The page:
Category: Sierra Hull

(Re)Covered: New Coverage from Old Friends
Roosevelt Dime, Mikaela Davis, Sierra Hull, Pesky J. Nixon and more!

February 5th, 2016 — 2:08pm

Thanks to a spate of collections, singles and deep cuts from a vast variety of folkslingers and roots-diggers, 2016 is gearing up to be a great year for coverage. Today, we delve into the mailbag with news of newly released material from folks featured here before, from the loose, percussive American roots music of four-piece bands Roosevelt Dime and Pesky J. Nixon to the tight string-driven stylings of indiefolk harpist Mikaela Davis, bluegrass prodigy Sierra Hull, and more!

We’ve been touting NYC-based “acoustic steamboat soul” quartet Roosevelt Dime since their very first Radiohead cover, featuring their most recent full-length Full Head Of Steam on the cusp of the 2014 Falcon Ridge Folk Festival, and noting that we’ve since befriended the boys after hosting them for beer, shade, tent-space and a campsite jam under the hot sun – and we’re still excited to find them continuing to stretch and grow at the intersection of Louisiana Jazz, bluegrass, folk, and old-school rhythm and blues. The raw energy of their new single-shot cover of Tom Petty classic American Girl, which seems to have become the in thing to cover on the banjo circuit, is just lovely, with a funky groove and a wonderful vision of America as old, timeless, and new.

Falcon Ridge favorites Pesky J. Nixon have grown and stretched since we debuted their all-covers Red Ducks album back in 2012, adding Kara Kulpa on mandolin and vocals to their already well-established, infectious, heavily percussive folk rock trio sound, and letting accordion player and keyboardist Jake Bush take a turn on lead vocals here and there alongside guitarist and singer Ethan Scott Baird. The result, as we heard last year on the Falcon Ridge stage as the foursome prepared for newly released second-round covers album Red Ducks, Vol. 2, represents both a rich expansion and a maturation for the Boston-based band, with songs such as album kick-off Let Me Down Easy, a driving, high energy romp from fellow folkscene traveler Raina Rose that plays as well in the studio as it does on stage, and potent, melodic takes on Ryan Adams, Jeffrey Foucault, Peter Gabriel, The Band, and undersung contemporaries John Elliot and Peter Bradley Adams standing out as gems among gems, earning “Red Ducks redux” our highest recommendation.

weighted+mind+sierra+hullLong-time mandolin whiz Sierra Hull is reinventing herself as a singer-songwriter, and it’s a heck of a ride: new album Weighted Mind pulls out all the stops, echoing the transformation of Alison Krauss before her with banjomaster Bela Fleck on board as producer, a star-studded cast of studio greats (including Krauss, Abigail Washburn and Rhiannon Giddens on harmony), and stunning, introspective lyrics that get right to the longing heart. There’s only one cover here (Queen of Hearts, a traditional song which Hull discovered on an old Joan Baez album, which appears here coupled with an original instrumental), but it’s a perfectly representative sample: sweet, sultry, and soaring in performance; honest and harmonic, masterful and mature in arrangement. Here’s a live take of the song recorded last year on Prairie Home Companion to whet your whistle.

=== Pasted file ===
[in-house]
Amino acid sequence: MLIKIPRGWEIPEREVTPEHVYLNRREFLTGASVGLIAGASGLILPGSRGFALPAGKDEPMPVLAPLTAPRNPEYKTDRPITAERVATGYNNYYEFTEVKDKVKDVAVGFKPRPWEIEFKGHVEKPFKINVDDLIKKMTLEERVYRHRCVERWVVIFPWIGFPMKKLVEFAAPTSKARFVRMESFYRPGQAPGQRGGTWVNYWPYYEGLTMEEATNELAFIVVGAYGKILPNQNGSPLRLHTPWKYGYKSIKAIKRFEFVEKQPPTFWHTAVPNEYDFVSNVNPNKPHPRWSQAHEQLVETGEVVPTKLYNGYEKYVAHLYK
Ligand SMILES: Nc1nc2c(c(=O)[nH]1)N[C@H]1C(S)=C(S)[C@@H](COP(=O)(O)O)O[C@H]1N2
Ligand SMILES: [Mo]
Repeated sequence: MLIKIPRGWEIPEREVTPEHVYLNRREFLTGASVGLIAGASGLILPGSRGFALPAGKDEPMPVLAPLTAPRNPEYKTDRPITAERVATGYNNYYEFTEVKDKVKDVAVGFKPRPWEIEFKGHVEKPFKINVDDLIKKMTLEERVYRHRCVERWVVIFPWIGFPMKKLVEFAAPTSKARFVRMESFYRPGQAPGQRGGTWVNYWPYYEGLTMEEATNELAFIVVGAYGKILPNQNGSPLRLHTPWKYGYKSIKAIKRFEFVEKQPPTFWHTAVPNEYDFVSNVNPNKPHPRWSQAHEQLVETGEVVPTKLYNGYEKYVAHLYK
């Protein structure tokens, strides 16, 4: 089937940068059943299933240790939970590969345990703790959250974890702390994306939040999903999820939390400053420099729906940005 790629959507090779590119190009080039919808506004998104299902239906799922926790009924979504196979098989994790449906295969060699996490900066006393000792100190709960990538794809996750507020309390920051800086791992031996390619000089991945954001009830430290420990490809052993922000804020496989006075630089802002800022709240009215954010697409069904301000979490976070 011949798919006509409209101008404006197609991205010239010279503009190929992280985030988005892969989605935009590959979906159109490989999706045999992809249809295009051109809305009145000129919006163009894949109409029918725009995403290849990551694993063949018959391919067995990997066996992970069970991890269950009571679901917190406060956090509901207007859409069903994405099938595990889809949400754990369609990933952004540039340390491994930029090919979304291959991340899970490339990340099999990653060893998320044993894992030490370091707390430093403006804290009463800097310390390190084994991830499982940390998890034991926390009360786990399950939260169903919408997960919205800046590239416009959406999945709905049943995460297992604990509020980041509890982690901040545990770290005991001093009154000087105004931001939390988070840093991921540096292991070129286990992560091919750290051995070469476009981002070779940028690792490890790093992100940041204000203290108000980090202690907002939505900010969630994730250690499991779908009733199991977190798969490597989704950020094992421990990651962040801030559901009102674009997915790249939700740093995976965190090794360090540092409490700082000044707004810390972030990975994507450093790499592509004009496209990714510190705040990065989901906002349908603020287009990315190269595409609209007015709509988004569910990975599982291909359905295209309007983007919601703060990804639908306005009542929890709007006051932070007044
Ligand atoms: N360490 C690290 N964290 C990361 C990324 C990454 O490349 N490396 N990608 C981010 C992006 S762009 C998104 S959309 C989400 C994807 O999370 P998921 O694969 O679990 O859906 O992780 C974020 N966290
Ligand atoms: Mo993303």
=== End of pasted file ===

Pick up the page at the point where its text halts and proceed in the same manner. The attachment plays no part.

We discovered the first two volumes of Boston-based labor-of-love compilation project Locals Covering Locals back in January, just a bit too late to include it in our Best of 2015 features. But right out of the gate, Volume 3 of the series, which dropped just this week, is a strong contender for this year’s best, with an aching, fluid album-closer from Dietrich Strause, gentle new primitivism from local favorite Allysen Callery taking on the Marissa Nadler songbook, and a grungy folkrock take on one of Allysen’s songs by daughter Ava alongside, standing out in another well-mixed set of otherwise new-to-us songs and songwriters.

We first featured harpist Mikaela Davis via a pair of YouTube video covers in our New Artists, Old Songs series way back in our early days, when she was still a local college student. Last week’s re-release of these old favorites and a few more as a 4-song digital covers EP via Bandcamp comes as a wonderful treat for the coverhound, with delightfully precious, surprisingly robust atmospheric takes on The Kinks (David Watts), Sufjan Stevens (Casimir Pulaski Day), Elliott Smith (Twilight), and Cass McCombs (Meet Me Here At Dawn); taken together, the four tracks, originally recorded in and around 2011-2012, showcase a broad indie influence, and serve as apt harbingers of the more nuanced and layered psychedelic folk rock-meets-chamber pop sound that typifies her more recent work as a 23 year old touring pro coming soon to a city near you as she tours both East and West coasts this Spring opening for Marco Benevento.

Finally, in other rerelease news: ubiquitous American primitive revivalist Bonnie “Prince” Billy, who we last heard in January thanks to a strong pseudonymous appearance on last year’s 3-disc tribute to early American folk revivalist Shirley Collins, remains busy heading into the year, releasing a collection of songs originally recorded for John Peel’s BBC radio sessions that includes a potent 1994 cover of Prince song The Cross – a deconstruction of a soaring, spiritual original into something eerie, urgent, and broken that, despite its age, still sounds fresh as a daisy.

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